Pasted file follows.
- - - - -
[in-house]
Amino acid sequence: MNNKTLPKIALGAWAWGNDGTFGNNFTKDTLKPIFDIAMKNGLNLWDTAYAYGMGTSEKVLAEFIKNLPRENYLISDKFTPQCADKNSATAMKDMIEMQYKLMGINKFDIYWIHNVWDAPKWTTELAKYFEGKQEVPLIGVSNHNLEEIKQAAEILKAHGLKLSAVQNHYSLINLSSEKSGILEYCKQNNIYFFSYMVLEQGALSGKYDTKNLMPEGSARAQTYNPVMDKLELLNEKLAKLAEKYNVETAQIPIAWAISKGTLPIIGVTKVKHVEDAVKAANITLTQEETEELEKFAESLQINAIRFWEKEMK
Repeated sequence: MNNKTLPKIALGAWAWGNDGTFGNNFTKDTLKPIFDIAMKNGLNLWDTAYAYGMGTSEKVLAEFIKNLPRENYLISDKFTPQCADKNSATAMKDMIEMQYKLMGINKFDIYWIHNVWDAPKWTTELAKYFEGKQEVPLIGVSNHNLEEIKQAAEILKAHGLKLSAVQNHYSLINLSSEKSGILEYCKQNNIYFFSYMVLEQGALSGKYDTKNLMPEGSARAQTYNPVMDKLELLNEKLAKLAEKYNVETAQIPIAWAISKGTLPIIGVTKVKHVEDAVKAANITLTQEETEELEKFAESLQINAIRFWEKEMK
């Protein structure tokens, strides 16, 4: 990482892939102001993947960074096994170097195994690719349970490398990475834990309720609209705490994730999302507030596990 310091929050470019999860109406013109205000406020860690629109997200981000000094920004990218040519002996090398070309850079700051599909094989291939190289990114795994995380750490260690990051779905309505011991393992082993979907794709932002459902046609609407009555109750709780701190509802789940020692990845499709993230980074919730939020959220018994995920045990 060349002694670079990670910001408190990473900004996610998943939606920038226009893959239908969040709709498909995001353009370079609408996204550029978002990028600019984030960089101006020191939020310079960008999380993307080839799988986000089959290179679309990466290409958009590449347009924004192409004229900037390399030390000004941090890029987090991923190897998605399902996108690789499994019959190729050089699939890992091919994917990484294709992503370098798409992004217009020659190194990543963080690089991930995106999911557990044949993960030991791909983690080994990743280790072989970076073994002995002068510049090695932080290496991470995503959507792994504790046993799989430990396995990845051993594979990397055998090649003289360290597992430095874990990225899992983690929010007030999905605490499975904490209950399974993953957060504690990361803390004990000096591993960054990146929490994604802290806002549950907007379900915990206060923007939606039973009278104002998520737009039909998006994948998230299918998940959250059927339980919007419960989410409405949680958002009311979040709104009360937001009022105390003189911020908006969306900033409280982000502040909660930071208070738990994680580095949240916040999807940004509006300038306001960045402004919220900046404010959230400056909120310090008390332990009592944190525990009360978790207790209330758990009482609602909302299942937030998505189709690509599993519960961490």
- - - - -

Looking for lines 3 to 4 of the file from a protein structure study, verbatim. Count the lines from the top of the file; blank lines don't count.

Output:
Repeated sequence: MNNKTLPKIALGAWAWGNDGTFGNNFTKDTLKPIFDIAMKNGLNLWDTAYAYGMGTSEKVLAEFIKNLPRENYLISDKFTPQCADKNSATAMKDMIEMQYKLMGINKFDIYWIHNVWDAPKWTTELAKYFEGKQEVPLIGVSNHNLEEIKQAAEILKAHGLKLSAVQNHYSLINLSSEKSGILEYCKQNNIYFFSYMVLEQGALSGKYDTKNLMPEGSARAQTYNPVMDKLELLNEKLAKLAEKYNVETAQIPIAWAISKGTLPIIGVTKVKHVEDAVKAANITLTQEETEELEKFAESLQINAIRFWEKEMK
């Protein structure tokens, strides 16, 4: 990482892939102001993947960074096994170097195994690719349970490398990475834990309720609209705490994730999302507030596990 310091929050470019999860109406013109205000406020860690629109997200981000000094920004990218040519002996090398070309850079700051599909094989291939190289990114795994995380750490260690990051779905309505011991393992082993979907794709932002459902046609609407009555109750709780701190509802789940020692990845499709993230980074919730939020959220018994995920045990 060349002694670079990670910001408190990473900004996610998943939606920038226009893959239908969040709709498909995001353009370079609408996204550029978002990028600019984030960089101006020191939020310079960008999380993307080839799988986000089959290179679309990466290409958009590449347009924004192409004229900037390399030390000004941090890029987090991923190897998605399902996108690789499994019959190729050089699939890992091919994917990484294709992503370098798409992004217009020659190194990543963080690089991930995106999911557990044949993960030991791909983690080994990743280790072989970076073994002995002068510049090695932080290496991470995503959507792994504790046993799989430990396995990845051993594979990397055998090649003289360290597992430095874990990225899992983690929010007030999905605490499975904490209950399974993953957060504690990361803390004990000096591993960054990146929490994604802290806002549950907007379900915990206060923007939606039973009278104002998520737009039909998006994948998230299918998940959250059927339980919007419960989410409405949680958002009311979040709104009360937001009022105390003189911020908006969306900033409280982000502040909660930071208070738990994680580095949240916040999807940004509006300038306001960045402004919220900046404010959230400056909120310090008390332990009592944190525990009360978790207790209330758990009482609602909302299942937030998505189709690509599993519960961490």